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J. M. Morris (Mark Morris)

Macmillan / Pan Macmillan

UK Hardcover first

ISBN 0-333-90629-2

328 Pages; £10.00

Date Reviewed: 05-13-02

Reviewed by: Rick Kleffel



Mystery, Horror

05-09-02, 12-13-02

Genre fiction is certainly the biggest blessing/curse to blight the publishing landscape. Readers often like genre classification, because it usually gives them a pretty solid clue as to how the book will read. Publishers like it as well, since it's easier to sell hamburgers and hamburgers, as opposed to hamburgers, chopped steak sandwiches and every other variation on the block. Writers tend to rightfully resent being pigeonholed -- they just want to writer their books and have them find sympathetic readers, not check off plot points from a must-have list. The end result is something of a muddle, and writers often take pseudonyms to divorce one set of books from another. The latest writer to do so is Mark Morris, the talented author of such horror novels as 'Toady' and 'The Secret of Anatomy'. As J. M. Morris, he's written 'Fiddleback', which the front cover announces is 'A Novel of Mystery'. The front cover illustration, however, announces something rather different. The spider's web superimposed over the blurry picture of some androgen looking in the mirror is pretty damn spooky. And what's within is no straightforward mystery. The novel itself is androgynous, staking out territory in a no-man's land between genres. There's the signpost up ahead. Your next stop -- a Mark Morris novel.

'Fiddleback' is about first person narrator Ruth Gemmill's search for her brother who has gone missing in the rather rural and forbidding town of Greenwell. But before she starts out, she lets the reader in on a few of her own problems. Her ex-boyfriend, Matt, developed a habit of beating her viscously. The relationship ended in hospital stays and restraining orders. She's better now, but still a bit wobbly. Morris' prose is seamless, seductive. He writes beautifully, his descriptions flow into the reader's mind. Be prepared to give up a couple of days when you pick this one up. But Morris' prose doesn't lie easily over his subject matter. From the get-go, he plunges the reader into haunting, terrifying first-person accounts of brutal violence. And there's not much repetition here, either. You get the full spectrum from child assaults to graphic rape and beating scenarios. If Morris weren't such a good prose writer, the whole thing would get too ugly to read real fast.

But Morris is a great prose writer, and he knows when to back off as well as when to come on strong. 'Fiddleback' has no overt, in-your-face supernatural events of monsters. It is, in one sense, simply a 'Novel of Mystery', as billed on the front cover. Ruth pursues her investigations of her brother's disappearance with the passion of an amateur detective searching for a missing family member. But Morris wraps those real world, flat foot investigations in some of the spookiest, most surreal prose you'll find this side of a Philip K. Dick novel. The prose is a real standout here, creating a very tense mood, and sharpening the mystery to the point of almost unbearable suspense. Find a good chair to glue your butt to.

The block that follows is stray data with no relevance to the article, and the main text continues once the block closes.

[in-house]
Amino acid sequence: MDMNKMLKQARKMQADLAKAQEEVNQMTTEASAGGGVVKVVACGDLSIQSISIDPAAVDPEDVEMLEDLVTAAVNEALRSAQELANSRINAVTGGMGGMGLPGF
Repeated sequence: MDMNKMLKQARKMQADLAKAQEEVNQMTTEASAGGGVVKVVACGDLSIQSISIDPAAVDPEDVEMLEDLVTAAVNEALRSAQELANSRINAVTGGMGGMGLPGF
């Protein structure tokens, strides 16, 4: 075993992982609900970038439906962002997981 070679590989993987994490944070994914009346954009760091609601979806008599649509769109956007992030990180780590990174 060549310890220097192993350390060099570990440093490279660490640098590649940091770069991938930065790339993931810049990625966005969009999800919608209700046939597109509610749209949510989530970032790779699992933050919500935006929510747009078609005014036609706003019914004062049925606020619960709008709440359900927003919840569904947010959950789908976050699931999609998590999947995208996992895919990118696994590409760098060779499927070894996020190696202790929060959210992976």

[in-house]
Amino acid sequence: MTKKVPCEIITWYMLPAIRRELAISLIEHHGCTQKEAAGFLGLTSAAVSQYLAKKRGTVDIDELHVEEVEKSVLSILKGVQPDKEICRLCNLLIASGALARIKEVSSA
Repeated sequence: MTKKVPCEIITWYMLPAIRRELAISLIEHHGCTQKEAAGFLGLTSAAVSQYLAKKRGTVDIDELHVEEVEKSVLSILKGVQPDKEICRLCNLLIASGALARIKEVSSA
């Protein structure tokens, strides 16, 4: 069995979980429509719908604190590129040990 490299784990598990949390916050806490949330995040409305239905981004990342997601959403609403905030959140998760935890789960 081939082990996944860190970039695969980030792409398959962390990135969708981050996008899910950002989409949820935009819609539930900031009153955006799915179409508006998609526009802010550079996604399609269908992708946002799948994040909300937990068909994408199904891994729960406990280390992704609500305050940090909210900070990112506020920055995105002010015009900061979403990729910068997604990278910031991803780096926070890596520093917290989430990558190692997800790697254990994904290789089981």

It doesn't really have the feel of a mystery however, and as the surreal events start to pile up, you enter Hitchcock territory. Yes, the reader wants to know what's going on here, but the feeling that Morris evokes is more one of primal terror, not primal ignorance. And he keeps up this terror effectively, with great disorienting prose and actions right up until the end of the novel.

The end of the novel was a sticking point for this reader. Given the absolute fever pitch that Morris has whipped up, I wanted more than what was on offer. Morris fans are likely to enjoy this novel because it offers up Morris at his finest writing style, though his subject may be a bit too unpleasant for some. Ruth Rendell and Mo Hayder fans may also find something of interest here as well. Readers who enjoy a good bit of surreal, psychological horror will also find quite a lot to like in 'Fiddleback'. On the other hand, it does seem to suggest that although Morris may want to escape the horror genre, he can't escape the Mark Morris genre. There may be no pinning that one down, but it seems to include a healthy dose of terror and excellent prose. That's enough to float many a boat.